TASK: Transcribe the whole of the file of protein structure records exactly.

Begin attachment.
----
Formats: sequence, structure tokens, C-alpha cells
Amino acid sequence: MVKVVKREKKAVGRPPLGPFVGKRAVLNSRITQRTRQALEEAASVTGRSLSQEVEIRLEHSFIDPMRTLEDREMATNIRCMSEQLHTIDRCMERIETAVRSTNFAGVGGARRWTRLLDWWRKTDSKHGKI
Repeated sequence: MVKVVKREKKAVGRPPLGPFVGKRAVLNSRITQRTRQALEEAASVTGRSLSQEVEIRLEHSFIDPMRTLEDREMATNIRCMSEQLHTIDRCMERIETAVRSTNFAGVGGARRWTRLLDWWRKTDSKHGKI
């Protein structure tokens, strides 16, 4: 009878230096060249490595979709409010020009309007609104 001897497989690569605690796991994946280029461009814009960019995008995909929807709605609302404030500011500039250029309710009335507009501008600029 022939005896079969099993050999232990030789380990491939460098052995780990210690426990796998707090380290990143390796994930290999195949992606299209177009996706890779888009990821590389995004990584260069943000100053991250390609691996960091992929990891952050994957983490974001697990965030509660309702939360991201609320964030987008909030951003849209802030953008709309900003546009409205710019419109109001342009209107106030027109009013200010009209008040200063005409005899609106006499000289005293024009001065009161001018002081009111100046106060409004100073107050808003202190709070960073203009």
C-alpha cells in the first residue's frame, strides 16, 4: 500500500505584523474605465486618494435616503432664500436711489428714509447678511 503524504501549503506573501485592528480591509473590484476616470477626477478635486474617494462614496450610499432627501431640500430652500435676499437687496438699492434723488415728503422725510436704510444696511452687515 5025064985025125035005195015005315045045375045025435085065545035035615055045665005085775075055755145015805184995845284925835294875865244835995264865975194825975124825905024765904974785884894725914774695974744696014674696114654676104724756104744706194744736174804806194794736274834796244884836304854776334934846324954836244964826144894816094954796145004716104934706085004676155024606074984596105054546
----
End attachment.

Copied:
Formats: sequence, structure tokens, C-alpha cells
Amino acid sequence: MVKVVKREKKAVGRPPLGPFVGKRAVLNSRITQRTRQALEEAASVTGRSLSQEVEIRLEHSFIDPMRTLEDREMATNIRCMSEQLHTIDRCMERIETAVRSTNFAGVGGARRWTRLLDWWRKTDSKHGKI
Repeated sequence: MVKVVKREKKAVGRPPLGPFVGKRAVLNSRITQRTRQALEEAASVTGRSLSQEVEIRLEHSFIDPMRTLEDREMATNIRCMSEQLHTIDRCMERIETAVRSTNFAGVGGARRWTRLLDWWRKTDSKHGKI
């Protein structure tokens, strides 16, 4: 009878230096060249490595979709409010020009309007609104 001897497989690569605690796991994946280029461009814009960019995008995909929807709605609302404030500011500039250029309710009335507009501008600029 022939005896079969099993050999232990030789380990491939460098052995780990210690426990796998707090380290990143390796994930290999195949992606299209177009996706890779888009990821590389995004990584260069943000100053991250390609691996960091992929990891952050994957983490974001697990965030509660309702939360991201609320964030987008909030951003849209802030953008709309900003546009409205710019419109109001342009209107106030027109009013200010009209008040200063005409005899609106006499000289005293024009001065009161001018002081009111100046106060409004100073107050808003202190709070960073203009």
C-alpha cells in the first residue's frame, strides 16, 4: 500500500505584523474605465486618494435616503432664500436711489428714509447678511 503524504501549503506573501485592528480591509473590484476616470477626477478635486474617494462614496450610499432627501431640500430652500435676499437687496438699492434723488415728503422725510436704510444696511452687515 5025064985025125035005195015005315045045375045025435085065545035035615055045665005085775075055755145015805184995845284925835294875865244835995264865975194825975124825905024765904974785884894725914774695974744696014674696114654676104724756104744706194744736174804806194794736274834796244884836304854776334934846324954836244964826144894816094954796145004716104934706085004676155024606074984596105054546